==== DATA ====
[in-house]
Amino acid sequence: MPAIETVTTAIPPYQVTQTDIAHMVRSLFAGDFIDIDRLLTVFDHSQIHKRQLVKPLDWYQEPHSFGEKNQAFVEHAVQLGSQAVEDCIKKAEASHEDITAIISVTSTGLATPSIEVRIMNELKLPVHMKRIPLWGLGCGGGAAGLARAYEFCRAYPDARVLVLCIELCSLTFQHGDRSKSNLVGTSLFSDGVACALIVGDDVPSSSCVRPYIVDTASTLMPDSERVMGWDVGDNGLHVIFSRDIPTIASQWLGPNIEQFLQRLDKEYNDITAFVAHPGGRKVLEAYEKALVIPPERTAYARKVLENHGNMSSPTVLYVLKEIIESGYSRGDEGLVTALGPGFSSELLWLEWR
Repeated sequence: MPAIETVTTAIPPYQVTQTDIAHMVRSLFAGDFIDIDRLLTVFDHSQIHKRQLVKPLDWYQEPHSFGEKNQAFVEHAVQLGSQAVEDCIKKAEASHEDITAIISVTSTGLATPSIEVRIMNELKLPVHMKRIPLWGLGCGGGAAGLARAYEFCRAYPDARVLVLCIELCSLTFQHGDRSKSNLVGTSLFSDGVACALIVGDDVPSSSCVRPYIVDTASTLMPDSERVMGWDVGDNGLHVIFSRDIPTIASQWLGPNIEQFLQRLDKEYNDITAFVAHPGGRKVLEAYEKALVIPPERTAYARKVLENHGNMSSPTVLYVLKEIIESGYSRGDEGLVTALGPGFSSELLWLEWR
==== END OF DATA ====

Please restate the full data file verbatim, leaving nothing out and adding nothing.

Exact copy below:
[in-house]
Amino acid sequence: MPAIETVTTAIPPYQVTQTDIAHMVRSLFAGDFIDIDRLLTVFDHSQIHKRQLVKPLDWYQEPHSFGEKNQAFVEHAVQLGSQAVEDCIKKAEASHEDITAIISVTSTGLATPSIEVRIMNELKLPVHMKRIPLWGLGCGGGAAGLARAYEFCRAYPDARVLVLCIELCSLTFQHGDRSKSNLVGTSLFSDGVACALIVGDDVPSSSCVRPYIVDTASTLMPDSERVMGWDVGDNGLHVIFSRDIPTIASQWLGPNIEQFLQRLDKEYNDITAFVAHPGGRKVLEAYEKALVIPPERTAYARKVLENHGNMSSPTVLYVLKEIIESGYSRGDEGLVTALGPGFSSELLWLEWR
Repeated sequence: MPAIETVTTAIPPYQVTQTDIAHMVRSLFAGDFIDIDRLLTVFDHSQIHKRQLVKPLDWYQEPHSFGEKNQAFVEHAVQLGSQAVEDCIKKAEASHEDITAIISVTSTGLATPSIEVRIMNELKLPVHMKRIPLWGLGCGGGAAGLARAYEFCRAYPDARVLVLCIELCSLTFQHGDRSKSNLVGTSLFSDGVACALIVGDDVPSSSCVRPYIVDTASTLMPDSERVMGWDVGDNGLHVIFSRDIPTIASQWLGPNIEQFLQRLDKEYNDITAFVAHPGGRKVLEAYEKALVIPPERTAYARKVLENHGNMSSPTVLYVLKEIIESGYSRGDEGLVTALGPGFSSELLWLEWR